Tuna Added Back to Tokyo Sea Life Park Exhibit

tuna Keeping Tuna alive in captivity is extremely difficult and a task that only a handful of public aquariums around the world are able to do. Tokyo Sea Life Park was among the pioneers in displaying tuna in aquariums. Last year, sadly 160 tuna died without a known cause. By December of 2014, there was just one tuna left in the Aquariums famous 2000 gallon, donut shaped tank. The cause of the massive tuna deaths remains unknown. The Aquarium has been slowly adding different species back to the tank, to see how they did. So far, none of the fish which have been added to tank have suffered any known ailments. Therefore, the aquarium added the 80 tuna back to the tank and reopened it to the public. Hopefully the addition of the tuna far just as well, and the tank can go back to being a healthy habitat for the tuna. MOREMore:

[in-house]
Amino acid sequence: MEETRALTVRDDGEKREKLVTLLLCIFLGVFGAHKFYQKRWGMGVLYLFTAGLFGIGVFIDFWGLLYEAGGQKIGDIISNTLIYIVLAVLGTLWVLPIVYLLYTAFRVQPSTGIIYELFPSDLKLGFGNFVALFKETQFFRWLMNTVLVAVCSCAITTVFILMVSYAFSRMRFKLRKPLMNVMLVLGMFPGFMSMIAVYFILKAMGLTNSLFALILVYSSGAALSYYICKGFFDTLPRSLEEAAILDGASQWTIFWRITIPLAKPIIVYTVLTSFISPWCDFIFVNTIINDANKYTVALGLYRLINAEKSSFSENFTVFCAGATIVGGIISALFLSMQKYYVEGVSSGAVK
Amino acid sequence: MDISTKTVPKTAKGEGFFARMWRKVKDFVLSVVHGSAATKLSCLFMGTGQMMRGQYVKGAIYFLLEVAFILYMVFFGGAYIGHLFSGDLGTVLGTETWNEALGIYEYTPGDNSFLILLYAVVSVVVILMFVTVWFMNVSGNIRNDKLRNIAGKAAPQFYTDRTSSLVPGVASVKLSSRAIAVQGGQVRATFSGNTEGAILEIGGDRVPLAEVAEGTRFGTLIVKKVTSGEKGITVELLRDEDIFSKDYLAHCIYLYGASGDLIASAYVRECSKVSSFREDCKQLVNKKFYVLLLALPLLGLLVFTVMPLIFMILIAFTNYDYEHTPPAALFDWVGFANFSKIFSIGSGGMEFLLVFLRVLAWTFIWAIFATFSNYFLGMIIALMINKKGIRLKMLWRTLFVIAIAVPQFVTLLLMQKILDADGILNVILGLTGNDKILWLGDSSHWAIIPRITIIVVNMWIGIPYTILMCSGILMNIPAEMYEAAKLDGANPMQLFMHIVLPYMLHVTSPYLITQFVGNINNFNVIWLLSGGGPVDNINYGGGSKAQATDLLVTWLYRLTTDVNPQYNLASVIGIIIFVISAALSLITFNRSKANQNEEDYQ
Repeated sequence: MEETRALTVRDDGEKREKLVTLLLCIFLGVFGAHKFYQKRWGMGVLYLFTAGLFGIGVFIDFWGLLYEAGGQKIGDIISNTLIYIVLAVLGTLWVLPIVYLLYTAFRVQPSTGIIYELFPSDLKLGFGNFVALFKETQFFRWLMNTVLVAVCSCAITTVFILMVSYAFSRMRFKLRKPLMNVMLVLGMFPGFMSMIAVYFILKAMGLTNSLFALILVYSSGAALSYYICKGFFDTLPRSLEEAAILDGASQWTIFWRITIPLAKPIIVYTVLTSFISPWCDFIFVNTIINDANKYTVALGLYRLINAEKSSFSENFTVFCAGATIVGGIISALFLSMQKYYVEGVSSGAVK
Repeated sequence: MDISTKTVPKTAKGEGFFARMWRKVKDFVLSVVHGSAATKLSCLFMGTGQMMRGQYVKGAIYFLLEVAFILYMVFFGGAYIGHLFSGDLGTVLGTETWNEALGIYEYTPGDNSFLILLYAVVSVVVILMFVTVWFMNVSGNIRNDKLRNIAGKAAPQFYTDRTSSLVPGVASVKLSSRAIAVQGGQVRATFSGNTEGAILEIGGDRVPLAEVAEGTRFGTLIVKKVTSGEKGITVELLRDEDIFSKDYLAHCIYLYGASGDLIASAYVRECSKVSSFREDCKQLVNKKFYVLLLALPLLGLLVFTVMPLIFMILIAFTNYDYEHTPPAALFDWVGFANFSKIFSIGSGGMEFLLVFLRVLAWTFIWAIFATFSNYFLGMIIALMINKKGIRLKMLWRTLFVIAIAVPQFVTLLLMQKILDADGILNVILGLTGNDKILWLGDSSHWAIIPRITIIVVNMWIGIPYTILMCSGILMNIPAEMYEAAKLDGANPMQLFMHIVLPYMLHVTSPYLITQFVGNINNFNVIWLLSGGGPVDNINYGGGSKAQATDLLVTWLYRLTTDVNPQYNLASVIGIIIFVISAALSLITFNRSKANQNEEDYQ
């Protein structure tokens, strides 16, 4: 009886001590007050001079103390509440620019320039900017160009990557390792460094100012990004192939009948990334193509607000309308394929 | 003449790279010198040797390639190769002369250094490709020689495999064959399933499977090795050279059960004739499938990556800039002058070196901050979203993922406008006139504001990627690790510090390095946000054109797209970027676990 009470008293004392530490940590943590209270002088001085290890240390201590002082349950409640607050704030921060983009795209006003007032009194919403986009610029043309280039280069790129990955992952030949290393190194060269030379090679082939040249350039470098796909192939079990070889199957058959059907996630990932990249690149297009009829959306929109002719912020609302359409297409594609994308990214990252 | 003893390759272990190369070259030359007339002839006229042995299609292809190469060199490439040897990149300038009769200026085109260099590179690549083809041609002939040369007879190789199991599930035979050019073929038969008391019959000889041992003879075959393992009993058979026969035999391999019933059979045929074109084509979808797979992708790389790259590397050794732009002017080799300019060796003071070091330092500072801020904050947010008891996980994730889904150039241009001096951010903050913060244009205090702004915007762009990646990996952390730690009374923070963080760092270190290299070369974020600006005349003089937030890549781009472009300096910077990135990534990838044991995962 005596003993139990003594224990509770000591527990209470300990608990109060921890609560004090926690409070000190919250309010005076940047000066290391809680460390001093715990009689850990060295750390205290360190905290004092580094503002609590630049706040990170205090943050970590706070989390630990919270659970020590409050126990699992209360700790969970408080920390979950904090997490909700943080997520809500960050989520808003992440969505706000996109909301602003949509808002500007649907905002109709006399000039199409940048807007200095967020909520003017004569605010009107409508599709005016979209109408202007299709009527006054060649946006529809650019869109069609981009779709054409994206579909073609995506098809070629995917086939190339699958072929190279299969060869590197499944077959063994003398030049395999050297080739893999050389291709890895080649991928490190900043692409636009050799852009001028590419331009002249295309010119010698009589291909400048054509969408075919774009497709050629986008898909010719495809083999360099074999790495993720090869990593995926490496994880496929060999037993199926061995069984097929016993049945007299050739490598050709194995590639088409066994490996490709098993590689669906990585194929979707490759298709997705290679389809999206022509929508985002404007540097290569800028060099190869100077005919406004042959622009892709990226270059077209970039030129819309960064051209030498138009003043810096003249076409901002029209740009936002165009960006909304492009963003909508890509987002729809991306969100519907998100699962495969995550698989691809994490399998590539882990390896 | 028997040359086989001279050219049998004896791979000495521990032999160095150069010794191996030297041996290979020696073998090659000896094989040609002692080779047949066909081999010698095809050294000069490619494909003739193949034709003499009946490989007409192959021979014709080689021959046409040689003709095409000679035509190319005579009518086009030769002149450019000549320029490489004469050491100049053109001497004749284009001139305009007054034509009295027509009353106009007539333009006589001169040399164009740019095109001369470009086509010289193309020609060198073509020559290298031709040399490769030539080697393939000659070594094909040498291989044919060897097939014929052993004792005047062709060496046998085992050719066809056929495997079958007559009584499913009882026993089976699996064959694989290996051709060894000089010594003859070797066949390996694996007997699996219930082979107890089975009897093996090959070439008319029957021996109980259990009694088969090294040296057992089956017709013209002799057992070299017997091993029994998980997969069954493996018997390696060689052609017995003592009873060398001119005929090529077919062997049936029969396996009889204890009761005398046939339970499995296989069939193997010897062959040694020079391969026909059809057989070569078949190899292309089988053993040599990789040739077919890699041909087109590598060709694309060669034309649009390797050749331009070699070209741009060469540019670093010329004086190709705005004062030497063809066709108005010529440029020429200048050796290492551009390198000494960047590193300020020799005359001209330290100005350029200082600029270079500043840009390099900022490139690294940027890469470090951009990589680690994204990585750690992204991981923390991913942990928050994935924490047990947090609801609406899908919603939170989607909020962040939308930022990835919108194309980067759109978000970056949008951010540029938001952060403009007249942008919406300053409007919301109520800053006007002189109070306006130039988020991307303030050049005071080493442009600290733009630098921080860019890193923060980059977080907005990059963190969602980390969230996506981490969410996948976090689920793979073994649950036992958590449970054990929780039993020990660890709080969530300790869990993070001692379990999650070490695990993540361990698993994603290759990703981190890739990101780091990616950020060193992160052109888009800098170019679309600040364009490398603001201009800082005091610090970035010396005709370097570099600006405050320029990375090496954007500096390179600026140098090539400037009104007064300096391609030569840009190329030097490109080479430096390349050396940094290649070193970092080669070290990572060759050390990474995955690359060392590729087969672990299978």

Wife Swapping: Coral Style

It’s long been a theory of mine that corals exchange zooxanthellae within our aquariums to combat environmental stressors, and a new study proves this theory to be true in controlled systems as well as in the wild. The University of Miami (UM) Rosenstiel School of Marine and Atmospheric Science led the study, which simulated ocean-acidification in controlled tank environments. “Since ‘symbiont shuffling’ occurs in only some cases, we wanted to understand what drives this process and whether it could help corals adjust to climate change,” said Ross Cunning, lead author of the study. Researchers then allowed150604100915_1_900x600 these specimens to recover in different temperatures to gauge which clades of zooxanthellae they adopted, and with a firm theory here, Cunning suggests temperature could be a controlling factor when it comes how and what symbionts are exchanged: “We discovered that partner switching in Caribbean star corals is dependent upon the severity of the bleaching event and the temperature during recovery.” Two similar studies were also conducted in the Coral Reef Futures lab at UM. “Together, these studies suggest that that the rate of warming, timing between bleaching events, and severity of each bleaching event, will play an important role in determining coral survivorship. We need to better understand these changes in order to accurately predict coral reef futures.” add’s Andrew Baker, UM Rosenstiel School associate professor of marine biology and ecology at UM.  Read more here!… More: